Burdon: Forget the ref, let rugby public decide

Rugby's issues with the television match official (TMO) should be seen as an opportunity, not a problem.

As usual, technology and marketing - those two under-rated and unobtrusive aspects of our everyday lives - will come to our rescue.

They will come to the rescue of the TMO, that oft-criticised man alone, who is expected to provide an answer when no-one else can, and later exit the stadium with his eardrums pounding from the abuse of the ill-informed and the unwashed.

It may even rescue us from another lecture from the headmaster, so many years after we thought we had escaped high school, about how much better things are in the world according to Graham Henry, because it's time to ditch the TMO and replace him with . . . a public vote. We have the ability.

Every second hour, bedazzled 15-minute celebrities are voted off talent shows, cooking programmes and myriad other riveting forms of reality television at the whim of an empathetic and informed (ie, cynical and malicious) public viewership.

Surely it's only a matter of time before reality and sport, the two religions of the flatscreen, culminate as one.

Imagine this.

All Black wing Hosea Gear slams down the ball in the corner as he is knocked over the sidelines by the cover defence in the last minute of a test against the Springboks at Forsyth Barr Stadium.

Instead of two nations holding their breath in anticipation, they reach for their remotes and edge closer to their television as they study the replays.

The referee isn't sure. Instead of drawing a square with his fingers, he performs the new signal for the public vote, simultaneously raising his palms and shoulders. You might liken it to a shrug.

Thumbs hover over remote controls with the same pent-up tension of two front rows getting ready to engage.

Push the green button for a try, press the red button for no try.

Subscribers will be charged $1.99 and can vote only once. Those at the ground can vote via smartphone app, 99c per vote.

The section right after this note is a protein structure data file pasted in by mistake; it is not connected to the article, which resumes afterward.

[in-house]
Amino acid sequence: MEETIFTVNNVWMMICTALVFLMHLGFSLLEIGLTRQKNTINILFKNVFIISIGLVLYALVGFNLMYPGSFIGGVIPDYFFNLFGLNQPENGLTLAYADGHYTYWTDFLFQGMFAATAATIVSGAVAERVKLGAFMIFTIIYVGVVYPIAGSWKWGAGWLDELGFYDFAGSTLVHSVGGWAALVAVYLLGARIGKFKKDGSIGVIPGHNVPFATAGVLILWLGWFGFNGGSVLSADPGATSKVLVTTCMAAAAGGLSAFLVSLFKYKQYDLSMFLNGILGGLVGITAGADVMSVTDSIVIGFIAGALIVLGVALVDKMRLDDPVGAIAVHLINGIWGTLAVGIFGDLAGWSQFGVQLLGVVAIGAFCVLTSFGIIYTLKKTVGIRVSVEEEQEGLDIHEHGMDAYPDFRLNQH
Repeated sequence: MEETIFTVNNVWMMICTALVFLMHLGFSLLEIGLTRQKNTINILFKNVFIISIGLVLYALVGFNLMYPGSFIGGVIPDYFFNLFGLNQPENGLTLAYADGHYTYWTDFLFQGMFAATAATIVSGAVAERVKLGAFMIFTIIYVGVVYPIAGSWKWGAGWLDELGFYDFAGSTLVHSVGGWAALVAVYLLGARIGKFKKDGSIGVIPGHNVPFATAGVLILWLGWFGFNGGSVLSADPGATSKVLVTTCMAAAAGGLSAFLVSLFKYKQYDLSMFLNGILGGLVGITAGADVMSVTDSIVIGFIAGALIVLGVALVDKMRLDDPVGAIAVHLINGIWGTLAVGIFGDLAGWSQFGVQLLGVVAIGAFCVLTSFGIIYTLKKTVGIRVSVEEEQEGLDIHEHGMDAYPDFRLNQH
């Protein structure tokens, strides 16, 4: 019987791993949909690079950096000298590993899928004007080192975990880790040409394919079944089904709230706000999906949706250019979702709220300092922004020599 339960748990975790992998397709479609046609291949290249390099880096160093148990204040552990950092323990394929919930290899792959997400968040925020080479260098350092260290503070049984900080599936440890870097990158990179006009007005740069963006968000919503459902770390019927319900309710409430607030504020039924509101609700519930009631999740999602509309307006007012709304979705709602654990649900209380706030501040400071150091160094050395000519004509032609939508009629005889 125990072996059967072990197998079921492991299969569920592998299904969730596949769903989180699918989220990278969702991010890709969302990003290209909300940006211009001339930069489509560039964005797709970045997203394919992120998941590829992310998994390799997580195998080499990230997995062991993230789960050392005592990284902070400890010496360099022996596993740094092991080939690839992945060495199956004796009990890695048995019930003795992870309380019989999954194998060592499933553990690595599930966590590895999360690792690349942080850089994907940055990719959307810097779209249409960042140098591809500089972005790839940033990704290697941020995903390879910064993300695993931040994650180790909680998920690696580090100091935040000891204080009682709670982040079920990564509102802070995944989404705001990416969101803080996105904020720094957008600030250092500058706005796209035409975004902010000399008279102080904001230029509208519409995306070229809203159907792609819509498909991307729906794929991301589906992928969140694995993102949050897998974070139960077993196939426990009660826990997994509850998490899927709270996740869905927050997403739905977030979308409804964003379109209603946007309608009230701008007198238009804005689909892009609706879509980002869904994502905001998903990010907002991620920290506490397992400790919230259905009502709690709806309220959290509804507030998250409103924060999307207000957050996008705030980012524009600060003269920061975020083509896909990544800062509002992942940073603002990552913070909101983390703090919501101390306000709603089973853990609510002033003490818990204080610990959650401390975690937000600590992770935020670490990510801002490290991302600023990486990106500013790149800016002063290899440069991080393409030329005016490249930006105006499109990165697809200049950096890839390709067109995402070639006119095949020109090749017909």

Their votes will be given a slightly greater weighting, because they have seen the action live and are therefore better placed to form an opinion, and have already paid too much for their seats.

Anxiously we wait for the verdict to come in.

The two graphical towers representing each option rise and fall, like civilisations on fast-forward, as the anticipation builds.

The result is confirmed - 80.13 per cent of those watching believe Gear grounded the ball before his foot touched the sideline, narrowly getting over the 80 per cent threshold.

The vote is a populist victory.

Somewhere, MP Maurice Williamson is phoning his speech writer to see if she was watching the game.

Are we so arrogant to think that someone who once played half a game for the Beagleburg under-8s ("Chris Tregaskis' mum owned the bakery we got our halftime pies from") and has followed the game since before they had an insurance company on the front of the jersey, wouldn't know more than some knock-kneed whistleblower who probably started refereeing only because their application for that parking warden's job was turned down? No. No we aren't.

As a revenue earner, the public vote concept is a winner. It's too much to expect the cattle to stay in their paddocks any more. Let's give those cows some guns.

It will also guarantee that people are indeed watching because, if they aren't, they can be sure those cheating South Africans will rig it, robbing honest New Zealanders of the chance to rig it.

More people watching, more revenue coming in, no more need to cover the cost of a night's accommodation at Living Space and a feed at Maccas before the game for the TMO.

Like professionalism itself, everyone wins, except the game.

It's a necessary sacrifice.

The Southland Times